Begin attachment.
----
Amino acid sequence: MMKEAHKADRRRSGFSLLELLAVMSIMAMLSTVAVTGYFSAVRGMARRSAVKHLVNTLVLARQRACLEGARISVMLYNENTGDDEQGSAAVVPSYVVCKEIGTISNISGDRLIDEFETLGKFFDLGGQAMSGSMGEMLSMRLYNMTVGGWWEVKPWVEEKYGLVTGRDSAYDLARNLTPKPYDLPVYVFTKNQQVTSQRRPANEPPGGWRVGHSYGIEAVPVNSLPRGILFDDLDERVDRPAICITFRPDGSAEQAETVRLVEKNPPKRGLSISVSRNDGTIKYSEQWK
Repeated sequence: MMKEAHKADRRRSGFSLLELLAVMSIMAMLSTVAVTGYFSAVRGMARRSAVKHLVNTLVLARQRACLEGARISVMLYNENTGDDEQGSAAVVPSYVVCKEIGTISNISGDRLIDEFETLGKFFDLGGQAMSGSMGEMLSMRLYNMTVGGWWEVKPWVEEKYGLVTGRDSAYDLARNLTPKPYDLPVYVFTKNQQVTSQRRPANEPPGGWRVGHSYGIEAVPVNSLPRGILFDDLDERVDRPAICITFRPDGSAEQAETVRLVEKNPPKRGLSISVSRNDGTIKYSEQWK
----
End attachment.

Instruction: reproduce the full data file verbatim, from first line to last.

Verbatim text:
Amino acid sequence: MMKEAHKADRRRSGFSLLELLAVMSIMAMLSTVAVTGYFSAVRGMARRSAVKHLVNTLVLARQRACLEGARISVMLYNENTGDDEQGSAAVVPSYVVCKEIGTISNISGDRLIDEFETLGKFFDLGGQAMSGSMGEMLSMRLYNMTVGGWWEVKPWVEEKYGLVTGRDSAYDLARNLTPKPYDLPVYVFTKNQQVTSQRRPANEPPGGWRVGHSYGIEAVPVNSLPRGILFDDLDERVDRPAICITFRPDGSAEQAETVRLVEKNPPKRGLSISVSRNDGTIKYSEQWK
Repeated sequence: MMKEAHKADRRRSGFSLLELLAVMSIMAMLSTVAVTGYFSAVRGMARRSAVKHLVNTLVLARQRACLEGARISVMLYNENTGDDEQGSAAVVPSYVVCKEIGTISNISGDRLIDEFETLGKFFDLGGQAMSGSMGEMLSMRLYNMTVGGWWEVKPWVEEKYGLVTGRDSAYDLARNLTPKPYDLPVYVFTKNQQVTSQRRPANEPPGGWRVGHSYGIEAVPVNSLPRGILFDDLDERVDRPAICITFRPDGSAEQAETVRLVEKNPPKRGLSISVSRNDGTIKYSEQWK